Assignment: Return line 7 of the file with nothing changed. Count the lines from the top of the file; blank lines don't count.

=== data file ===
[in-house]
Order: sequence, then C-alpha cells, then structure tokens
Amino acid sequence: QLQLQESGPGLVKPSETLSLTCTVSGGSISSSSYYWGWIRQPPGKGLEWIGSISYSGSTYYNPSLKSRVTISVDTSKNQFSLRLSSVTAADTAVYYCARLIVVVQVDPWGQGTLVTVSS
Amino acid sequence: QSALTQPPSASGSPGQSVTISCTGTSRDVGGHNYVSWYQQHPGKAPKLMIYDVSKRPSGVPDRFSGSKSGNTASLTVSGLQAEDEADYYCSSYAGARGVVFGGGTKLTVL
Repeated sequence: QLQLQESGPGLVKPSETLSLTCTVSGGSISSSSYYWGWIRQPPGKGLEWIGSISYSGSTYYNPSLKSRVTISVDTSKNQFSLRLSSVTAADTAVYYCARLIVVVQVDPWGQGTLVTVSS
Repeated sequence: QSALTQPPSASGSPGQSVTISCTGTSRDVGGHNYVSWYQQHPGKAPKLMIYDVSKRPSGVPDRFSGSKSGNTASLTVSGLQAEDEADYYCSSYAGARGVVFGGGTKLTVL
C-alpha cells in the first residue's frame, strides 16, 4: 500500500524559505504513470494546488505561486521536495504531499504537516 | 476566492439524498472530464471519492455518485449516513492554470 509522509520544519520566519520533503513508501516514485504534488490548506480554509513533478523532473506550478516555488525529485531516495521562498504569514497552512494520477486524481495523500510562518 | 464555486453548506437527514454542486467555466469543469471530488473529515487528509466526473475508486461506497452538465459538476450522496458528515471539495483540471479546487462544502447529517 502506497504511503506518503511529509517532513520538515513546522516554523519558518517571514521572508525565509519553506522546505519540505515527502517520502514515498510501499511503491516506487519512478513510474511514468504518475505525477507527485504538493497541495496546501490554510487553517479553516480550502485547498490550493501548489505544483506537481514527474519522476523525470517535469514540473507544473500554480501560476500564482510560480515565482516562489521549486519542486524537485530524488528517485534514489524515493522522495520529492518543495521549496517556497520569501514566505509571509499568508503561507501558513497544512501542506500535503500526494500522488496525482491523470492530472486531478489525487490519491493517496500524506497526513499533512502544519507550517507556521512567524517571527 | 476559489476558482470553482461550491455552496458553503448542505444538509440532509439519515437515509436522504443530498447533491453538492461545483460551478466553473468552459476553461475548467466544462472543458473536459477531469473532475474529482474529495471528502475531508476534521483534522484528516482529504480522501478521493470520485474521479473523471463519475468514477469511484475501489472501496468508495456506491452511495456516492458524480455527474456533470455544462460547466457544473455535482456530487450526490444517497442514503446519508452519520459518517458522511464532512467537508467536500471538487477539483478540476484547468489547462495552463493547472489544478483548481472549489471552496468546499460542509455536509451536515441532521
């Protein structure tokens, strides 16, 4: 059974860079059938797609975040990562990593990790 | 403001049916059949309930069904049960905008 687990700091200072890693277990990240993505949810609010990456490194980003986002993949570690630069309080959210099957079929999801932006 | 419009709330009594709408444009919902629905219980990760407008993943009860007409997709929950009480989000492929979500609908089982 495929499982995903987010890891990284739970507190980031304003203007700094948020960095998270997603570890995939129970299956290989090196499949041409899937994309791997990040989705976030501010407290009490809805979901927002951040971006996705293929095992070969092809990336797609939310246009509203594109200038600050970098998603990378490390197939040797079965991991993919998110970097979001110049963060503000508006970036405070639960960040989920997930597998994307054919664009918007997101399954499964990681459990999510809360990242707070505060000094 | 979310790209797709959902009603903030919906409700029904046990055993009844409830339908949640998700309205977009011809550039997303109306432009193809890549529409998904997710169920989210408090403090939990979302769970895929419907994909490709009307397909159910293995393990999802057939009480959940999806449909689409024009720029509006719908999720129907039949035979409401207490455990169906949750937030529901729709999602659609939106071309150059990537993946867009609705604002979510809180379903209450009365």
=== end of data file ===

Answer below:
C-alpha cells in the first residue's frame, strides 16, 4: 500500500524559505504513470494546488505561486521536495504531499504537516 | 476566492439524498472530464471519492455518485449516513492554470 509522509520544519520566519520533503513508501516514485504534488490548506480554509513533478523532473506550478516555488525529485531516495521562498504569514497552512494520477486524481495523500510562518 | 464555486453548506437527514454542486467555466469543469471530488473529515487528509466526473475508486461506497452538465459538476450522496458528515471539495483540471479546487462544502447529517 502506497504511503506518503511529509517532513520538515513546522516554523519558518517571514521572508525565509519553506522546505519540505515527502517520502514515498510501499511503491516506487519512478513510474511514468504518475505525477507527485504538493497541495496546501490554510487553517479553516480550502485547498490550493501548489505544483506537481514527474519522476523525470517535469514540473507544473500554480501560476500564482510560480515565482516562489521549486519542486524537485530524488528517485534514489524515493522522495520529492518543495521549496517556497520569501514566505509571509499568508503561507501558513497544512501542506500535503500526494500522488496525482491523470492530472486531478489525487490519491493517496500524506497526513499533512502544519507550517507556521512567524517571527 | 476559489476558482470553482461550491455552496458553503448542505444538509440532509439519515437515509436522504443530498447533491453538492461545483460551478466553473468552459476553461475548467466544462472543458473536459477531469473532475474529482474529495471528502475531508476534521483534522484528516482529504480522501478521493470520485474521479473523471463519475468514477469511484475501489472501496468508495456506491452511495456516492458524480455527474456533470455544462460547466457544473455535482456530487450526490444517497442514503446519508452519520459518517458522511464532512467537508467536500471538487477539483478540476484547468489547462495552463493547472489544478483548481472549489471552496468546499460542509455536509451536515441532521